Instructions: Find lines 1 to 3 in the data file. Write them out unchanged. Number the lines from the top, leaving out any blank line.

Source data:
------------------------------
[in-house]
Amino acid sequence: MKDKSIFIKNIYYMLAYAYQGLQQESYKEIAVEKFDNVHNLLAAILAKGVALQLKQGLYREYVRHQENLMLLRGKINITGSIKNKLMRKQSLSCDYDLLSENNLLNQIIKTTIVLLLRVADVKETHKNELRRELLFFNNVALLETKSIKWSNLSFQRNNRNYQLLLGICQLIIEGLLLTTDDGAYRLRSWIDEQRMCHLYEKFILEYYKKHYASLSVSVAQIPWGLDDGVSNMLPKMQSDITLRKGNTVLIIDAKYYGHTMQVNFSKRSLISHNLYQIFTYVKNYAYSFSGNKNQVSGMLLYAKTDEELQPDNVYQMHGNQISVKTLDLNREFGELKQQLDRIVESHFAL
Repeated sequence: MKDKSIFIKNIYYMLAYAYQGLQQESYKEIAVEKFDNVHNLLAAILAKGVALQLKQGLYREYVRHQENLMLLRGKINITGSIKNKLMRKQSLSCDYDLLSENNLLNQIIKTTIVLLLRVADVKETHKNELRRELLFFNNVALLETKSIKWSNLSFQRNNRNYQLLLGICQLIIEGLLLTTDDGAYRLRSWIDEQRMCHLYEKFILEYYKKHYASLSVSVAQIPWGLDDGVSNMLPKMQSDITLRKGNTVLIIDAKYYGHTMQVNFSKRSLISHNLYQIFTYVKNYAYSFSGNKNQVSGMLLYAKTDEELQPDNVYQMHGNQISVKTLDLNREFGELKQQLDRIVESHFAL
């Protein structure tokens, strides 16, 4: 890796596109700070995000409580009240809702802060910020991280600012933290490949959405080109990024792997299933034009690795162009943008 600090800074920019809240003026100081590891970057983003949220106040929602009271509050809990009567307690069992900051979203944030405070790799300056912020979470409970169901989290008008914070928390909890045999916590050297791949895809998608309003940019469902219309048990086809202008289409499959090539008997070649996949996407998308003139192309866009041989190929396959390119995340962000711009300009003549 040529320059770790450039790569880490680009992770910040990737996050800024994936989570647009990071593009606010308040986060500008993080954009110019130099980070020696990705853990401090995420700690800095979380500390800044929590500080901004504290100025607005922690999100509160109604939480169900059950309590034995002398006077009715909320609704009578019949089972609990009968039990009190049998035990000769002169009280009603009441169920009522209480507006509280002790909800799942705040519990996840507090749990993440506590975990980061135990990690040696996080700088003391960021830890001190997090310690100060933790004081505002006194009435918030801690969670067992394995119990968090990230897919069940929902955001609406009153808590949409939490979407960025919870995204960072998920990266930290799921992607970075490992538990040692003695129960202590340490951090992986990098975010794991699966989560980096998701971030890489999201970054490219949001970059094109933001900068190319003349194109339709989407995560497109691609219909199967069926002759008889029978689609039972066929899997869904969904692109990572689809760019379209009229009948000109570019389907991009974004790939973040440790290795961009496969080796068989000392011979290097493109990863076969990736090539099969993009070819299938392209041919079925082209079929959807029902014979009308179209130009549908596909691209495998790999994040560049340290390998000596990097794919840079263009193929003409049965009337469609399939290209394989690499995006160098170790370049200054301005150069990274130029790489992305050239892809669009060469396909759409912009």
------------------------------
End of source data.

[in-house]
Amino acid sequence: MKDKSIFIKNIYYMLAYAYQGLQQESYKEIAVEKFDNVHNLLAAILAKGVALQLKQGLYREYVRHQENLMLLRGKINITGSIKNKLMRKQSLSCDYDLLSENNLLNQIIKTTIVLLLRVADVKETHKNELRRELLFFNNVALLETKSIKWSNLSFQRNNRNYQLLLGICQLIIEGLLLTTDDGAYRLRSWIDEQRMCHLYEKFILEYYKKHYASLSVSVAQIPWGLDDGVSNMLPKMQSDITLRKGNTVLIIDAKYYGHTMQVNFSKRSLISHNLYQIFTYVKNYAYSFSGNKNQVSGMLLYAKTDEELQPDNVYQMHGNQISVKTLDLNREFGELKQQLDRIVESHFAL
Repeated sequence: MKDKSIFIKNIYYMLAYAYQGLQQESYKEIAVEKFDNVHNLLAAILAKGVALQLKQGLYREYVRHQENLMLLRGKINITGSIKNKLMRKQSLSCDYDLLSENNLLNQIIKTTIVLLLRVADVKETHKNELRRELLFFNNVALLETKSIKWSNLSFQRNNRNYQLLLGICQLIIEGLLLTTDDGAYRLRSWIDEQRMCHLYEKFILEYYKKHYASLSVSVAQIPWGLDDGVSNMLPKMQSDITLRKGNTVLIIDAKYYGHTMQVNFSKRSLISHNLYQIFTYVKNYAYSFSGNKNQVSGMLLYAKTDEELQPDNVYQMHGNQISVKTLDLNREFGELKQQLDRIVESHFAL